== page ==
“It’s amazing how clients forget, in the passage of time, that there are profiles that have changed for better or worse.”
A Long-Term Investment
The Eikos Group invested significantly in the Riskonnect product and are taking it to a number of clients. The transparency of the system and the advantage it gives the Eikos Group and its clients with underwriters is in itself a business advantage over the competition.
“We made a decision as a small company, relatively speaking, to invest a lot of money in Riskonnect and be very proactive about it,” Valsamakis said.
“When I talk to executives I say we invested in it because it’s going to save our clients money. Better information will lead to a lower cost of risk,” he said.
“If I’m talking to someone at a high level, that’s fairly easily understood.”
This article was produced by the R&I Brand Studio, a unit of the advertising department of Risk & Insurance, in collaboration with Riskonnect. The editorial staff of Risk & Insurance had no role in its preparation.
Can Predictive Analytics Help Prevent Injuries?
Can predictive analytics help reduce workplace risk? It’s a question researchers are hoping to answer as they seek input from health and safety practitioners.
“Clearly, there is tremendous potential for improved prevention if accurate predictions of injury and disease probability are possible. It seems likely that if injuries can be predicted accurately, they can be prevented,” wrote Dr. Gregory R. Wagner, senior advisor to the director of the National Institute for Occupational Safety and Health. “But there are many barriers to employing predictive analytics to improve occupational safety and health.”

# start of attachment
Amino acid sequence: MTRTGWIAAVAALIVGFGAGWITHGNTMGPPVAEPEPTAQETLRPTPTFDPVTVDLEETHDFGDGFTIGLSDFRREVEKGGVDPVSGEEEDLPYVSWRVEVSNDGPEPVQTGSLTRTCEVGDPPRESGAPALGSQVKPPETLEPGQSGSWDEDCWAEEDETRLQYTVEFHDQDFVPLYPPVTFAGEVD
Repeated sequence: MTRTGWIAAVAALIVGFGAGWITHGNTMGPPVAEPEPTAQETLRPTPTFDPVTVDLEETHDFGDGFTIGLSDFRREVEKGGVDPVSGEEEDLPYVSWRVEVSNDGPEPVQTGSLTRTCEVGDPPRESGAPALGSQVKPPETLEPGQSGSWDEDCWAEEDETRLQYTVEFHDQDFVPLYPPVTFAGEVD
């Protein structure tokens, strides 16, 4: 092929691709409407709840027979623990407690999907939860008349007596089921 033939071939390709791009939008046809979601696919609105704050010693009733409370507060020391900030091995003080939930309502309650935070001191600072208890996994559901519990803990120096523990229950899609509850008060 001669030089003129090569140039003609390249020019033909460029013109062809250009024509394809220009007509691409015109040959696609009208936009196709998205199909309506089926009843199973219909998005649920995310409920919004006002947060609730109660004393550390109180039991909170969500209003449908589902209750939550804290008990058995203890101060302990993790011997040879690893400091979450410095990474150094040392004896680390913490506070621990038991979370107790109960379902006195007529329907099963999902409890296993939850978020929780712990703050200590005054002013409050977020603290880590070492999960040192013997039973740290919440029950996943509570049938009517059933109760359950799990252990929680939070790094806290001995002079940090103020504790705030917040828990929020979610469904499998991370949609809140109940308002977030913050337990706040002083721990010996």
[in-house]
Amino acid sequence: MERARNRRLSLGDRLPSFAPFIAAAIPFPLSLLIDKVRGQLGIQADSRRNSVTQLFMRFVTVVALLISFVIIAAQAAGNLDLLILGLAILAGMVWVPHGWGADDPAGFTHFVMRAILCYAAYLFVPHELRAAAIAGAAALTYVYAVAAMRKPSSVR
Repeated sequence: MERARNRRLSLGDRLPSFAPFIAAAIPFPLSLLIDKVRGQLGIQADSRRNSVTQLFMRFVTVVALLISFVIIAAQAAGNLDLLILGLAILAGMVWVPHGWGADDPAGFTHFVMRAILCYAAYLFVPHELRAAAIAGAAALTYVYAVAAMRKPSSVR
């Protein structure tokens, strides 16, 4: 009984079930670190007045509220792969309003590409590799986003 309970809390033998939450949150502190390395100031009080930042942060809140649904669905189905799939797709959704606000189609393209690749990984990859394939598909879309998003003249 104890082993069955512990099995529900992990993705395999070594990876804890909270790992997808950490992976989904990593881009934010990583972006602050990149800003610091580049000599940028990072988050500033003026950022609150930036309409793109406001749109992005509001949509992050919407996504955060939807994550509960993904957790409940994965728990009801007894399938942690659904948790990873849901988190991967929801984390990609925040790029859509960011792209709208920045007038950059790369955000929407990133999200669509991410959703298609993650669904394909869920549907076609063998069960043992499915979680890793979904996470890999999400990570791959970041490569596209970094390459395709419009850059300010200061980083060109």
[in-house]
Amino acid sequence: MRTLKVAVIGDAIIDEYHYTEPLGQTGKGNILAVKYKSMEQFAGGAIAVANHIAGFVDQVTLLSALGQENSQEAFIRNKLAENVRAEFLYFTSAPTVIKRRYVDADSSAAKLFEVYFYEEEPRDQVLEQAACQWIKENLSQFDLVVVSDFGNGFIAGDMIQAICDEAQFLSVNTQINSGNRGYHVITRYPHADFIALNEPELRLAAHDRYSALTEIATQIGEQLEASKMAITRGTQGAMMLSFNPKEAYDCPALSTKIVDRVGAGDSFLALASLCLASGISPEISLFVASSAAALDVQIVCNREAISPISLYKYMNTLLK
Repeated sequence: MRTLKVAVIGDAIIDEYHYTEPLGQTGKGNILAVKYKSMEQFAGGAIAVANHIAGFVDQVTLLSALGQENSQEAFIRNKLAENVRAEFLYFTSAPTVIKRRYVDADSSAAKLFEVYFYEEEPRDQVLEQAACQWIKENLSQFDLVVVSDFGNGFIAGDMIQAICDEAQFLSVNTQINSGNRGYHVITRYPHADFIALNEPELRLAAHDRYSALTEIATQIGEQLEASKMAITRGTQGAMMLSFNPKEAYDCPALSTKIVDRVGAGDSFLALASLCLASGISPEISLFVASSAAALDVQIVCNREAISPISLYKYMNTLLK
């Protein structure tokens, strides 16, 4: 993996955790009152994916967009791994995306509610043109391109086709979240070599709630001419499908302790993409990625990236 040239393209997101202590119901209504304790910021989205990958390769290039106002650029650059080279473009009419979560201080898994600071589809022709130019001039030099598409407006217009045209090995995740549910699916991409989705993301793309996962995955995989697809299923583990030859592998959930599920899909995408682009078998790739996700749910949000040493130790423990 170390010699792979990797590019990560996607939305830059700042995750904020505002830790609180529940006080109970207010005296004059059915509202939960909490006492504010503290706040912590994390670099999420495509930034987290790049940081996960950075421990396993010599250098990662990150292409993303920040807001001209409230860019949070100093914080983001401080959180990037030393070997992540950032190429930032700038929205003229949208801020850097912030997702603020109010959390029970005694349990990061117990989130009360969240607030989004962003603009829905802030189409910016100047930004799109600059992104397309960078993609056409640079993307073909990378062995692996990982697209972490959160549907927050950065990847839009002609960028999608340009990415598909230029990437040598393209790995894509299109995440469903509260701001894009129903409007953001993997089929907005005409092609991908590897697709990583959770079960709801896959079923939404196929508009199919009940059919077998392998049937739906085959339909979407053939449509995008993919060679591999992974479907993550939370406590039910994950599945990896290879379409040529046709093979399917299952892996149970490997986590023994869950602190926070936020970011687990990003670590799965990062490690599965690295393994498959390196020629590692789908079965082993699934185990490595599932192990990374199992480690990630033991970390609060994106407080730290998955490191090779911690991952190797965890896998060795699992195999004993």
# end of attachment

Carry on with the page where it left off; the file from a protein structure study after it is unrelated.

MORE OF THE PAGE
In a recent science blog posted on the NIOSH website, Wagner explained the many possible applications of predictive analytics to safety and health, challenges to fully utilizing its potential, and the type of help the agency is seeking from experts who are or would consider using predictive analytics in their practices.
PA, as he explained, is “the application of recently developed analytic techniques to build, test, refine, and apply algorithms in an effort to, as Eric Siegel famously wrote, ‘predict who will click, buy, lie, or die.’”
In the retail environment, PA is used by Amazon to inform customers of a particular product that may interest them; Netflix to recommend a particular movie to a customer; and credit card companies to target customers with specific incentives to buy the card. Some police departments use PA to improve crime prevention by assigning patrols to specific locations.